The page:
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Nursing home workers called for help before surge in coronavirus cases, records show

Workers complained about a lack of masks, improper training and being forced to return to work despite having tested positive for COVID-19, state records show.

PORTLAND, Ore. — Employees at several long-term care facilities hit hard by the coronavirus sounded the alarm before the outbreak spread.

The workers complained about a lack of masks, improper training and being forced to return to work despite having tested positive for COVID-19, according to records from the state Occupational Safety and Health Administration.

Senior care facilities have become hot spots for coronavirus outbreaks. In Oregon, 25 long-term care facilities have three or more confirmed COVID-19 cases or one or more death.

The state’s largest outbreak occurred at Healthcare at Foster Creek in Southeast Portland, with 101 confirmed coronavirus cases and 21 deaths.

Oregon OSHA records show the agency was alerted by an employee at Healthcare at Foster Creek on March 30 about concerning conditions.

“Employees lack proper PPE to do their job. Nursing Director suggested for employees to swap their face masks and/or use another employees’ face mask,” the OSHA complaint alleged.

The complaint also described how an employee was exposed to COVID-19, but not tested.

Later that week, five residents died at Healthcare at Foster Creek.

It’s not clear if Oregon OSHA shared the worker complains with health officials. A spokesperson for Oregon OSHA explained the agency could not comment due to an ongoing investigation.

An administrator at Healthcare at Foster Creek said she investigated the claims and found them to be false.

“My investigation did not identify anyone who used another employee’s mask or swap with another employee. All PPE is stored in the Director of Nursing’s office, which is easily accessible by all staff,” wrote Janelle Bufford, administrator at Healthcare at Foster Creek, in an email to KGW.

Bufford said the facility follows CDC guidelines, including related to possible exposure to COVID-19 by staff.

In April, the Oregon Health Authority and Department of Human Services visited the nursing home to evaluate its efforts to prevent the spread of coronavirus and imposed strict restrictions.

Records indicate workers at other facilities also complained to Oregon OSHA before a surge in coronavirus cases.

Health workers at Village Healthcare in Gresham complained about safety conditions on March 30, two days before the facility’s first confirmed COVID-19 case.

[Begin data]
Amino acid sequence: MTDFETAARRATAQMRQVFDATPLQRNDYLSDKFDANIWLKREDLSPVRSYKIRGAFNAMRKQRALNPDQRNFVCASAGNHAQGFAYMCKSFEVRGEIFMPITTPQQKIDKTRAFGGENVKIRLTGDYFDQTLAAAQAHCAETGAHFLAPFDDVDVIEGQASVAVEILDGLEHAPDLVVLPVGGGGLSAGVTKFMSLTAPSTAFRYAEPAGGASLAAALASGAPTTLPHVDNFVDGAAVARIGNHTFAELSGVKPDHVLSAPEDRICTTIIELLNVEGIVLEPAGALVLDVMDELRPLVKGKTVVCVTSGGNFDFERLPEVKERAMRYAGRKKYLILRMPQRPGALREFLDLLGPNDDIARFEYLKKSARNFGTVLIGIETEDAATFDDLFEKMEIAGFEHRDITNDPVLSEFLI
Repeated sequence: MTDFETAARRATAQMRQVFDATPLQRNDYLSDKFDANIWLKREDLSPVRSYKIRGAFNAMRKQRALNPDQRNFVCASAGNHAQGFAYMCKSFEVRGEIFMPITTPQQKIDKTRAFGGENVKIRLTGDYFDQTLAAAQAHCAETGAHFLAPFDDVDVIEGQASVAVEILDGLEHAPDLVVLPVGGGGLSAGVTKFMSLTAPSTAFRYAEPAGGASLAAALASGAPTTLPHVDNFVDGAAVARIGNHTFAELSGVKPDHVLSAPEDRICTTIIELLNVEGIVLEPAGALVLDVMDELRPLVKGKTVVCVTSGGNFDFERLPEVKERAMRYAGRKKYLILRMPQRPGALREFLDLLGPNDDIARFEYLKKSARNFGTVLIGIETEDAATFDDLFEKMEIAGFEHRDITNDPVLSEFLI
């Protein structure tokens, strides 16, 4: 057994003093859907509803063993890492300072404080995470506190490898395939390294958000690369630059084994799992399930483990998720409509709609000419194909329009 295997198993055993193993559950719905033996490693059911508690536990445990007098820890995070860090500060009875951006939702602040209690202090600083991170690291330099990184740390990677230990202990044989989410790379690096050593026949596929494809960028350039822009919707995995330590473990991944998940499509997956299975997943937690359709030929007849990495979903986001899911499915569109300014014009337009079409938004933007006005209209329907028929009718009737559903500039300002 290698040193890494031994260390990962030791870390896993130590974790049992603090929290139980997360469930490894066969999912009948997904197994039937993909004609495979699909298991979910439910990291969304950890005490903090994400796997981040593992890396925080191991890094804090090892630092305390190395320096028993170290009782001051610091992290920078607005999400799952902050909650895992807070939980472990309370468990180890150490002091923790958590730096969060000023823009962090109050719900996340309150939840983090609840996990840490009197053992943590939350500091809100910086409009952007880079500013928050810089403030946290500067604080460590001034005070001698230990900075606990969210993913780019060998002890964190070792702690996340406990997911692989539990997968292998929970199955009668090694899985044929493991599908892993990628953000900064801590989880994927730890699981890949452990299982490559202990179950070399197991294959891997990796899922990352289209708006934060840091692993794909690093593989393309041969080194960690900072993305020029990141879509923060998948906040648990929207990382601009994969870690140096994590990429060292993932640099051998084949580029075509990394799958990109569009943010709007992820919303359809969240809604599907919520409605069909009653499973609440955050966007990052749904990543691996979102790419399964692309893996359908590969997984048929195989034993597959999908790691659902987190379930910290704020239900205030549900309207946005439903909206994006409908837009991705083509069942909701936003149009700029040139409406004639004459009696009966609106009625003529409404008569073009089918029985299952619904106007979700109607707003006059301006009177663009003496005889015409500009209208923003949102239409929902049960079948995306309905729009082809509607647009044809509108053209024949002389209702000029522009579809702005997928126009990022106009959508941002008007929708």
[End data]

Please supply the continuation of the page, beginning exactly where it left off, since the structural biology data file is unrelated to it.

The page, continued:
Village Healthcare has since reported 36 confirmed cases and two deaths.

“Employer is exposing employees to potential COVID-19 infection by failing to provide health care workers with masks,” said the March 30 complaint report.

On April 6, a worker told Oregon OSHA that nurses who tested positive for coronavirus are being told to report to work as long as they don’t show symptoms.

Two other reports from April 10 suggest there was a lack of equipment and training at Village Healthcare.

“Employees are provided one mask to use per work week,” said the April 10 report filed with Oregon OSHA. “Employer has not provided employees with training on how to protect themselves during the covid 19 pandemic.”

Village Healthcare disputed the allegations, claiming it followed the appropriate protocols required by federal and state guidelines, including screening staff for COVID-19 symptoms, use of PPE and staff training.

“The safety and well-being of both our staff and residents is always our top priority,” wrote Dianna Kretzschmar of Village Healthcare in a statement to KGW.

Worker safety complaints were also filed against Laurelhurst Village on April 6 and Country Meadows on March 26. Both long-term care facilities were hot spots for coronavirus outbreaks, according to state health data.

RELATED: Seven residents of Vancouver long-term care facility died of coronavirus

The complaints filed with Oregon OSHA could not be independently verified by KGW, since no names were included in the state records. Additionally, it is not clear what action, if any, Oregon OSHA took since the agency declined to comment because the cases are under investigation.

“We need to listen to workers in this moment,” said Melissa Unger, executive director of SEIU 503, which represents health workers in long-term care facilities.

A shortage of masks and protective equipment has been one of the biggest concerns among health workers throughout this pandemic, explained Unger.

Many small nursing homes, trying to get much-needed masks and gowns, have been competing against the government, hospitals and medical systems with much greater resources and deeper pocketbooks.

Earlier this month, the Oregon National Guard helped distribute about 400,000 surgical masks and other pieces of protective equipment to long-term care facilities throughout the state.

“That was the first big delivery,” said Unger.

RELATED: Oregon National Guard distributing PPE items to care centers statewide

Health workers in long-term care facilities believe they are best suited to assess needs and identify problems because they are on the front lines.

“We are there day-in and day-out. 365 days a year,” explained Tonya Funderburk, who works in a long-term care facility, although not one of the facilities identified in this story.

“We see these residents and take care of the residents on a daily basis,” said Funderburk. “Upper management may not even see them at all.”

As the pandemic continues to evolve, healthcare workers at long-term care facilities hope their voices will be heard and concerns addressed.

“We need to be listening to them,” said Unger. “And hear their solutions.”

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